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  • October 16th, 2017

    Here’s Some of the Best Bob Weir Moments at The Cap


    Happy 70th birthday, Bob Weir! Bob Weir has played The Cap 31 times, 18 times with the Grateful Dead from 1970 – 1971 alone, and 13 times since our reopening in 2012. Last year, we had the honor of celebrating Weir’s 69th birthday, and it was truly an exceptionally special experience in many ways. Bob Weir, you’ve influenced our lives more than you could ever know. Thank you for your beautiful music! Let’s crank up the amps and raise a glass to the one and only Bob Weir!

    Watch the entire performance from Bob Weir’s 69th birthday featuring members of The National, Steve Kimock, and Jon Shaw, playing songs from Blue Mountain and other Grateful Dead gems.

    Here’s a few of our favorite Grateful Dead stories from the Dead’s legendary 6-night run in February of 1971!

    1. February 18, 1971

    Let’s start this list off by saying that the soulful blues passion of Ron “Pigpen” McKernan was present for each show, making these shows that much more special.

    On this night, the Grateful Dead decided to debut five original songs. The crowd was treated to debuts of “Bertha,” “Greatest Story Ever Told,” “Loser,” “Playing In The Band,” and “Wharf Rat.” songs that remain fan favorites to this day.

    Other highlights include a memorable and mystical “Dark Star,” played early in the first set, and with the iconic “Beautiful Jam.”


    2. February 19, 1971

    This show marks the beginning of a 4-year stretch in which Bill Kreutzmann was the sole drummer for the band. It wasn’t until October of 1974 that Mickey Hart would return. The opening act for several of these shows was New Riders of the Purple Sage, and at that time, Jerry Garcia was a member of the band. Garcia would play pedal steel with NRPS during this night. Two debuts also made the stage this night, including “Bird Song” and “Deal.”

    Dubbed Three from the Vault, a double-disc would later be released on June 26, 2007, more than thirty years after this historic show.


    3. February 20, 1971

    During this run of shows, Dr. Stanley Krippner, a psychosomatic medicine doctor, introduced an ESP dream experiment he wanted to observe with the band and the patrons as subjects. The doctor was very interested to see how psychedelics and an audience of 2,000 would affect “mind to mind transmissions.”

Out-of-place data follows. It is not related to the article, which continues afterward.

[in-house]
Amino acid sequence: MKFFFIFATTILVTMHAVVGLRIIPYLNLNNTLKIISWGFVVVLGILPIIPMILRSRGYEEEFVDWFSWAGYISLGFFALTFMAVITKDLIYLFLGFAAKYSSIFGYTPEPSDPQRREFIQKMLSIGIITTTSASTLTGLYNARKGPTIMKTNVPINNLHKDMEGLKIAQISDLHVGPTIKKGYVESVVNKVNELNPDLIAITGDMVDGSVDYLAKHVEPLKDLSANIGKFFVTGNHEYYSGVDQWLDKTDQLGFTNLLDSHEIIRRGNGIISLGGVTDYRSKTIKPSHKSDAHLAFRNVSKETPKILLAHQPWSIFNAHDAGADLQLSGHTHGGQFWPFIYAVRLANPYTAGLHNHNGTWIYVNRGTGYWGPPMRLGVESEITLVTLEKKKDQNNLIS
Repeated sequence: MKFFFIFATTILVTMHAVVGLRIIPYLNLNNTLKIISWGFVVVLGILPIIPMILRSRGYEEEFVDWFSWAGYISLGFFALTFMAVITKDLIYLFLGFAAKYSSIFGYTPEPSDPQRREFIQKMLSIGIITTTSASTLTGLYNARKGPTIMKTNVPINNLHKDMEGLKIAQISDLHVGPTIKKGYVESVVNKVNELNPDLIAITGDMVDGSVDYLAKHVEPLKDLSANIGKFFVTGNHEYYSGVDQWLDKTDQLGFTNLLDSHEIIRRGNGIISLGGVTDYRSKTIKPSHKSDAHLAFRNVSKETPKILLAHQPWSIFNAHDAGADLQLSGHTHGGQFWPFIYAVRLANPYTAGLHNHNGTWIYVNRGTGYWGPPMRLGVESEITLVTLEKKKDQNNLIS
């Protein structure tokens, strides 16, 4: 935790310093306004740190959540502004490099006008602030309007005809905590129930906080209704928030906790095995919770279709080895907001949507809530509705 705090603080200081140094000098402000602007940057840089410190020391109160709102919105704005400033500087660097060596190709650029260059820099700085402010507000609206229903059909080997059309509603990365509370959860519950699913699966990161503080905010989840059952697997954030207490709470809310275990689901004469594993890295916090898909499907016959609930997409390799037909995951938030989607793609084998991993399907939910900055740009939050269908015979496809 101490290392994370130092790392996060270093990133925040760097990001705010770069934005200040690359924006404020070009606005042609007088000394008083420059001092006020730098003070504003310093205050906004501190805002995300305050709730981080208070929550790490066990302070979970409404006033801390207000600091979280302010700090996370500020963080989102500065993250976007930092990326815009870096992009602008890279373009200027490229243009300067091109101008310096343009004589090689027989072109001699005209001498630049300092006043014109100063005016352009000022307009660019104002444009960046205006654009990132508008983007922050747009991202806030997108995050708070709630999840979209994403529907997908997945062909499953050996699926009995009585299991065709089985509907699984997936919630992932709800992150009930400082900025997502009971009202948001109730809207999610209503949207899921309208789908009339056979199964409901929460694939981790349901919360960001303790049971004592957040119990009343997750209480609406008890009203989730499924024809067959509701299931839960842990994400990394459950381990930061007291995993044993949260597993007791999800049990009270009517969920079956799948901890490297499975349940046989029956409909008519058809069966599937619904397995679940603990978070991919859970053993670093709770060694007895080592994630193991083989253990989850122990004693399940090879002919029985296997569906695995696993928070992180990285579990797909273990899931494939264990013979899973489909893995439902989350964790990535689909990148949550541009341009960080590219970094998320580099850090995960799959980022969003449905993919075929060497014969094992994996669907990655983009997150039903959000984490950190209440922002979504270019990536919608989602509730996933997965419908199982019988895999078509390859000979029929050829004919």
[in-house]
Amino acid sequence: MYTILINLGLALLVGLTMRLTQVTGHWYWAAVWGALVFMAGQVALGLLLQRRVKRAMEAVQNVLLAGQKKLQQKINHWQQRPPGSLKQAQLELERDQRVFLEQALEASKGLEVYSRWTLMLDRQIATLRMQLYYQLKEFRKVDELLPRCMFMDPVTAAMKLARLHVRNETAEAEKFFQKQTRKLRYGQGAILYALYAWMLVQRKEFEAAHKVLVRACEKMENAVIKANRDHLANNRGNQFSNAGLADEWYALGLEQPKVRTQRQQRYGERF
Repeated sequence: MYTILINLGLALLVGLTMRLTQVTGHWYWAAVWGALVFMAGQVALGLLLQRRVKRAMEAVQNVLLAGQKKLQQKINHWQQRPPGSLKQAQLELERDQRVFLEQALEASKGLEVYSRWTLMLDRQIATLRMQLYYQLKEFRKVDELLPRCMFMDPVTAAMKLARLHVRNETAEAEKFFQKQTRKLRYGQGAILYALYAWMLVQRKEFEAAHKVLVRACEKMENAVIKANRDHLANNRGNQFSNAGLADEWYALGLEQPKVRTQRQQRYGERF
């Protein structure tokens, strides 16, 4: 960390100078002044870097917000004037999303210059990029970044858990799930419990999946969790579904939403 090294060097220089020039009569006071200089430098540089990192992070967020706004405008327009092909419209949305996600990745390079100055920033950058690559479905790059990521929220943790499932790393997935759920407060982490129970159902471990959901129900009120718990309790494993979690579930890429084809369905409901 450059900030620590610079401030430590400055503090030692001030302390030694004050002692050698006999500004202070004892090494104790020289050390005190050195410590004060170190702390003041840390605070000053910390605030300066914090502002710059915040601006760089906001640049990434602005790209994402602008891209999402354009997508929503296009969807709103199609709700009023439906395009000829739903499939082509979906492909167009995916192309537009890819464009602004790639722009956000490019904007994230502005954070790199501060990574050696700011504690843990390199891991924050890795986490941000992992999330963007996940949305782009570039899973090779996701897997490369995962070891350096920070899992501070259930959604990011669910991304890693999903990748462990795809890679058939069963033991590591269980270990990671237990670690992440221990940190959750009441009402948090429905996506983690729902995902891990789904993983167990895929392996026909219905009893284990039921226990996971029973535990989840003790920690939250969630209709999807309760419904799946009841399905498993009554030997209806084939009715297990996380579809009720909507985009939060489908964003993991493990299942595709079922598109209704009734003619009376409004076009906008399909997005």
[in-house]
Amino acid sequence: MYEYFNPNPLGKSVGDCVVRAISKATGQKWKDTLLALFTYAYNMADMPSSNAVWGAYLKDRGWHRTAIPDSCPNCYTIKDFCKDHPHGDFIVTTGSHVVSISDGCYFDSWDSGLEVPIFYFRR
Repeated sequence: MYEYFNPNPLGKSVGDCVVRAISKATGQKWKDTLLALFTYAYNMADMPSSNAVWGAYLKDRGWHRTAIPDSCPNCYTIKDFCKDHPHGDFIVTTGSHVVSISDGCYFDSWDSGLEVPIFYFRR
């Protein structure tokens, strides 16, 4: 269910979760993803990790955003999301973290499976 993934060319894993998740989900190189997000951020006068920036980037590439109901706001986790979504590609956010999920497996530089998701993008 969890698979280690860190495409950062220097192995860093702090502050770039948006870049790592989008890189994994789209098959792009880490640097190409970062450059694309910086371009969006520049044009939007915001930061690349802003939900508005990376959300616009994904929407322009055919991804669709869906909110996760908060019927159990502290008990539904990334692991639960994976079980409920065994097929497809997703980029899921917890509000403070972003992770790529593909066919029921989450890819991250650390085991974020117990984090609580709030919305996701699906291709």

The experiment was focused on dream telepathy, with the senders being the audience of Deadheads and the receiver being English psychic subject Malcolm Bessent, who had scored well in previous ESP experiments.

    Each night in the sleep lab at Maimonides, Bessent would go to bed early so that he would be asleep by 11:30PM, when the experiment would begin. At that same time, the audience in attendance at the Grateful Dead concerts would be shown a series of six slides that were being projected onto a large screen above the stage.

    The first five slides shown to the audience read:

    1. You are about to participate in an ESP experiment.
    2. In a few seconds you will see a picture.
    3. Try using your ESP to “send” this picture to Malcolm Bessent.
    4. He will try to dream about the picture. Try to “send” it to him.
    5. Malcolm Bessent is now at the Maimonides Dream Laboratory in Brooklyn.

    Unfortunately, it was noted early on in the experiment that most people were already in an altered state during the concert, altering their results.

    4. February 21, 1971

    Highlights from this show include a powerful version of “Easy Wind,” sung with the iconic grit, passion, and blues that Pigpen was known for. A smoking hot 16-minute version of “Good Lovin'” brought the house down as the second to last song of the night.



    5. February 23, 1971

    The energy was at an all time high during this performance, with Phil Lesh’s thundering basslines leading to some fine musical moments. The band also paid tribute to Janis Joplin, with a gentle version of “Bird Song.” Janis, who at one point dated Pigpen, also played The Capitol Theatre the previous year on August 8, 1970.


    6. February 24, 1971

    A stellar “Casey Jones” takes us into the last night of the Grateful Dead’s February 1971 run at The Cap. This show contains a nearly 20-minute “Good Lovin’ > Drums,” one of 7 versions from this era of the song “King Bee,” and one of the most well known versions of “Turn On Your Lovelight.” Let shine, let it shine, let it shine!